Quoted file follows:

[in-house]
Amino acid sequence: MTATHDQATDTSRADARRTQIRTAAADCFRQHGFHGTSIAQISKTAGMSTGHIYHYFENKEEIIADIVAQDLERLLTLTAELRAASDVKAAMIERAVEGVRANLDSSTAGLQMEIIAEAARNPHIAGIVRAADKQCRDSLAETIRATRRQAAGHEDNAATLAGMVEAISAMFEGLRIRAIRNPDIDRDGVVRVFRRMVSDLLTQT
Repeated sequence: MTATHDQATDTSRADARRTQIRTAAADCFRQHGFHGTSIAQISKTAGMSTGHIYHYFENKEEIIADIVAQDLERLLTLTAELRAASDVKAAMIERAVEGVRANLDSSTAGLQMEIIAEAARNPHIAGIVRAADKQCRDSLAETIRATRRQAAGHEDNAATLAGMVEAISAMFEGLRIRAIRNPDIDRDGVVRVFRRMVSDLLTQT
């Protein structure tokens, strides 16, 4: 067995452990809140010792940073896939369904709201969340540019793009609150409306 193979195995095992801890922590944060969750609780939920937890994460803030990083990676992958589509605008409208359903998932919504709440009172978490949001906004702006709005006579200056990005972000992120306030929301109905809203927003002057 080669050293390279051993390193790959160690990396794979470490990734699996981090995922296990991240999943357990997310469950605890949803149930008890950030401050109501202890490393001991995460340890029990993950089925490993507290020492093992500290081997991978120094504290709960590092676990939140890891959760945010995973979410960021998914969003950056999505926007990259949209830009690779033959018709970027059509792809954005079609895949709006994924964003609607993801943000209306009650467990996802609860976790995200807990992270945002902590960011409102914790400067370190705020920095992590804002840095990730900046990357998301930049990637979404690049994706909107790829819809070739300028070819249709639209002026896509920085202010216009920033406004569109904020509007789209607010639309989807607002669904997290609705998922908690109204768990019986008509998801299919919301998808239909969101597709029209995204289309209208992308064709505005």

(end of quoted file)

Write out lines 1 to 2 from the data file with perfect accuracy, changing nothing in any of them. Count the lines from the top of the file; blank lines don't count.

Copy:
[in-house]
Amino acid sequence: MTATHDQATDTSRADARRTQIRTAAADCFRQHGFHGTSIAQISKTAGMSTGHIYHYFENKEEIIADIVAQDLERLLTLTAELRAASDVKAAMIERAVEGVRANLDSSTAGLQMEIIAEAARNPHIAGIVRAADKQCRDSLAETIRATRRQAAGHEDNAATLAGMVEAISAMFEGLRIRAIRNPDIDRDGVVRVFRRMVSDLLTQT